Ko Tsuchiya has been in the fashion photography business for four years. Ever since he got his hands on his first camera - a Minolta X-700 - his favorites have always

been Japanese.

(SOUNDBITE) (Japanese) PHOTOGRAPHER, KO TSUCHIYA, SAYING:

"The best thing about Japanese cameras is that they don't break. They are small, but they have many features in that small body. Take auto focus. You will always get a picture in focus."

And when shooting fashion, it's all about trusting your equipment.

(SOUNDBITE) (Japanese) PHOTOGRAPHER, KO TSUCHIYA, SAYING:

"If I'm shooting an artistic piece, I might use a European made camera like this old Hasselblad. But in my work, including fashion and sports, it's a situation where you don't have time to work slowly, and I know that with this camera, I can almost always take the right picture without fail. That's why I trust Japanese cameras."

Cameras were among the shrinking number of industries Japan still dominates.

81 percent of the digital cameras sold in 2012 were Japanese.

Unfortunately, it's not the best industry to be in.

One stop at an electronics store in Tokyo and you'll know why.

Canon, Nikon, Olympus...they're all Japanese brands but while high-end SLRs and mirror-less cameras are attracting customers, the compact digital camera section looks empty.

(SOUNDBITE) (English) REUTERS REPORTER, YONGGI KANG, SAYING:

"Consumers are not buying compact camera these days. And the reason is simple. Why do that when you can take perfectly nice pictures with your smartphone?"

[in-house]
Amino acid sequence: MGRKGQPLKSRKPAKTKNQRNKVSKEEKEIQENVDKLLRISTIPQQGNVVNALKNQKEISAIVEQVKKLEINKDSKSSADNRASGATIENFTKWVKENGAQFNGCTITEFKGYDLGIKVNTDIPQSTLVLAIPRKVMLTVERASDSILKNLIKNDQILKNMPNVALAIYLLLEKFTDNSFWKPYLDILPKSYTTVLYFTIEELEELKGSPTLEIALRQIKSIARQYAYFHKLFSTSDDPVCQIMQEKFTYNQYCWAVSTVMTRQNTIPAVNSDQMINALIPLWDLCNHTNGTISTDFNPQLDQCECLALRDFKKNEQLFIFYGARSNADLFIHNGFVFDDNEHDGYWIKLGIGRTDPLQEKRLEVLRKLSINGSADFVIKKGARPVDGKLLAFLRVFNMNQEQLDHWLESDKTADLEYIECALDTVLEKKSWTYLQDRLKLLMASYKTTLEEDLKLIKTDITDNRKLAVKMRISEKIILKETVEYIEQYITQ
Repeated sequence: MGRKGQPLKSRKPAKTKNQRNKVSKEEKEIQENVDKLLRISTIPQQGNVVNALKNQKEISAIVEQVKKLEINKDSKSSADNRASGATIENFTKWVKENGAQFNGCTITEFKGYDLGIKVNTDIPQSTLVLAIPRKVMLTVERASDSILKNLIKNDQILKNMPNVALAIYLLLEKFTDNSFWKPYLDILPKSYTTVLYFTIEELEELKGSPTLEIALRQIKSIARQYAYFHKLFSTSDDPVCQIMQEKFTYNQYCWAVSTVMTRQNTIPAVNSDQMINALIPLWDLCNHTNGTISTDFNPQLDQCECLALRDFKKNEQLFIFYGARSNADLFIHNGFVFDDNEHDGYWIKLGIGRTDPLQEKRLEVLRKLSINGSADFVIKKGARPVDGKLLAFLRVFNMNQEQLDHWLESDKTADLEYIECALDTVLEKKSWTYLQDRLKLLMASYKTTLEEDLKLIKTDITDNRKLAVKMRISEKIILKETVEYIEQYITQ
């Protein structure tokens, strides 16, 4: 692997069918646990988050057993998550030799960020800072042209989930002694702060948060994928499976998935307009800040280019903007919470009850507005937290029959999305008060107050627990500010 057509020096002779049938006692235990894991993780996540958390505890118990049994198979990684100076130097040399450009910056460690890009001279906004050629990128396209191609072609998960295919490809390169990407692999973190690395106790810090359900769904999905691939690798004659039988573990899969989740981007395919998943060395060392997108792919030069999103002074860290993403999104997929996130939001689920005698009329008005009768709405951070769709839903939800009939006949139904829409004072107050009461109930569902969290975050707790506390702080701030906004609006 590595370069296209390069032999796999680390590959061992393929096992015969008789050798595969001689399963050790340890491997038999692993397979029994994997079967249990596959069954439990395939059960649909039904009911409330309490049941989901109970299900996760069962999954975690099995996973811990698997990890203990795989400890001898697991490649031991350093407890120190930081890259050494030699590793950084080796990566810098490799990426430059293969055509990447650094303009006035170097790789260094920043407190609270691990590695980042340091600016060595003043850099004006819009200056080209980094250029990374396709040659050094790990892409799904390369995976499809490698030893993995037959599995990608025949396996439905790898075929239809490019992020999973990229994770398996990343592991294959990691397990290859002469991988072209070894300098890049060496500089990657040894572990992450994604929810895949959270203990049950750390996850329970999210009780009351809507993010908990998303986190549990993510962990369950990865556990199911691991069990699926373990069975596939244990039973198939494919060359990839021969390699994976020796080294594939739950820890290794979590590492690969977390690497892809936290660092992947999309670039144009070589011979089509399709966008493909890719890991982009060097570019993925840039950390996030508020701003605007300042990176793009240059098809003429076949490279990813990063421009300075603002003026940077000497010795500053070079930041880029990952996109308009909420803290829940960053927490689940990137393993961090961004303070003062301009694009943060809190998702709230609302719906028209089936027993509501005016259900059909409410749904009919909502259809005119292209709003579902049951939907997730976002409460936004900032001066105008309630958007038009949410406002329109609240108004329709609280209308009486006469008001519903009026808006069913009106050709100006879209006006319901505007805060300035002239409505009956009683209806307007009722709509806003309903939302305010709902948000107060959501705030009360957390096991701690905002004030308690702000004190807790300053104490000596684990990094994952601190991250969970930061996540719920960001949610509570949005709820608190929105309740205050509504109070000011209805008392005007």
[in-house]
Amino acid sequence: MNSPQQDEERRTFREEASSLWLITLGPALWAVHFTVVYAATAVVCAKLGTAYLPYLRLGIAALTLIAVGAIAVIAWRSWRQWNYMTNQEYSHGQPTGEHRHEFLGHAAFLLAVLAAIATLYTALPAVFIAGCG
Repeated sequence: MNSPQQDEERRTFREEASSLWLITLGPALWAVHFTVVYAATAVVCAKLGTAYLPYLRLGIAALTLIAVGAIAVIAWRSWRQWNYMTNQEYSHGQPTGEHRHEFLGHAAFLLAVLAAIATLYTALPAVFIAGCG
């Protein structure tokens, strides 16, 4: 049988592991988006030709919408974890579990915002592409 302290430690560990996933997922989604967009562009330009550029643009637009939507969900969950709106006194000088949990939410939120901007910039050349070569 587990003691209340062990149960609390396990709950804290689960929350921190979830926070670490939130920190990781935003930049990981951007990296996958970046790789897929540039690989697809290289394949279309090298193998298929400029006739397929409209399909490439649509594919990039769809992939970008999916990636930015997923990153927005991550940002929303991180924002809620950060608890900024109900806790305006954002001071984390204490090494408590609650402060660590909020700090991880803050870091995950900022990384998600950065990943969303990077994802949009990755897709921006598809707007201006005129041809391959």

This change in consumer trends is hitting camera makers like Canon hard.

Japan's top camera maker just lowered its profit forecast for the current business year due to sluggish demand for its digital cameras and a slowdown in emerging economies.

Things are equally tough for Nikon. Goldman Sachs is predicting a 20 percent drop in operating profit for the second quarter.

Camera makers are responding by moving away from compacts and trying to sell more high-end devices.

These can be especially lucrative as high-end camera buyers often purchase more lenses from the same company.

Some firms are getting even more aggressive. Olympus has already withdrawn from the low-end camera business, and recently said it would stop developing SLRs too.

Those moves helped it earn a 'buy' rating from Goldman Sachs.

So while Japan's camera makers can count on a few loyal customers like Ko, more and more, they look like leaders of a sunset industry - and only those with other strong business lines are likely to thrive.

ENDS

 

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